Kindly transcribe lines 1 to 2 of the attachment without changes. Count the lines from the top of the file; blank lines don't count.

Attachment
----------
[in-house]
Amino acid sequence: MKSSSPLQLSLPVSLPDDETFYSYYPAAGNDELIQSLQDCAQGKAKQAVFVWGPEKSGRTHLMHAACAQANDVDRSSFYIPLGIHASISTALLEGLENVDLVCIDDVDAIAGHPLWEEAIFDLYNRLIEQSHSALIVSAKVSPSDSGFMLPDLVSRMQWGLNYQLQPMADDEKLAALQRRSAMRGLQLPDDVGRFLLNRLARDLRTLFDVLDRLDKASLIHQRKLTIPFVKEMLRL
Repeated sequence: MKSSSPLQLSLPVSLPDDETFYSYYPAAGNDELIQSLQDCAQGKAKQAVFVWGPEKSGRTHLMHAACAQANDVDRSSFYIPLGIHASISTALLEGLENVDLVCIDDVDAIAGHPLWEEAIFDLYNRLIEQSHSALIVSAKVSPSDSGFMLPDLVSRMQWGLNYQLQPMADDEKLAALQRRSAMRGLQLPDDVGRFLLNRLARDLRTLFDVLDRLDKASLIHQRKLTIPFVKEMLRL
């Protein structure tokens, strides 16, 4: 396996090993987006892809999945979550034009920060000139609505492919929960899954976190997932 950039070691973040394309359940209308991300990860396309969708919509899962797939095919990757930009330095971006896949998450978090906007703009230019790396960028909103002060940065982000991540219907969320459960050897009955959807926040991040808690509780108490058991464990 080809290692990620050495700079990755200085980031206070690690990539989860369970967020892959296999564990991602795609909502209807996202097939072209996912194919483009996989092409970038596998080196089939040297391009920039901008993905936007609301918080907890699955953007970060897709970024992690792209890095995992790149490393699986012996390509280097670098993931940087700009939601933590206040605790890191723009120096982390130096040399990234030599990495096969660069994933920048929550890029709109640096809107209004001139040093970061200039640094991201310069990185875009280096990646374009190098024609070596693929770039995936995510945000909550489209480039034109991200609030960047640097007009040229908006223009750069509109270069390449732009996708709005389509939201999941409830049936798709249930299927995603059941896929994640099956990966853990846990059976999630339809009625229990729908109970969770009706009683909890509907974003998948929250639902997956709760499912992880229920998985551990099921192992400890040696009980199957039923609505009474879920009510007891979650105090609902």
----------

[in-house]
Amino acid sequence: MKSSSPLQLSLPVSLPDDETFYSYYPAAGNDELIQSLQDCAQGKAKQAVFVWGPEKSGRTHLMHAACAQANDVDRSSFYIPLGIHASISTALLEGLENVDLVCIDDVDAIAGHPLWEEAIFDLYNRLIEQSHSALIVSAKVSPSDSGFMLPDLVSRMQWGLNYQLQPMADDEKLAALQRRSAMRGLQLPDDVGRFLLNRLARDLRTLFDVLDRLDKASLIHQRKLTIPFVKEMLRL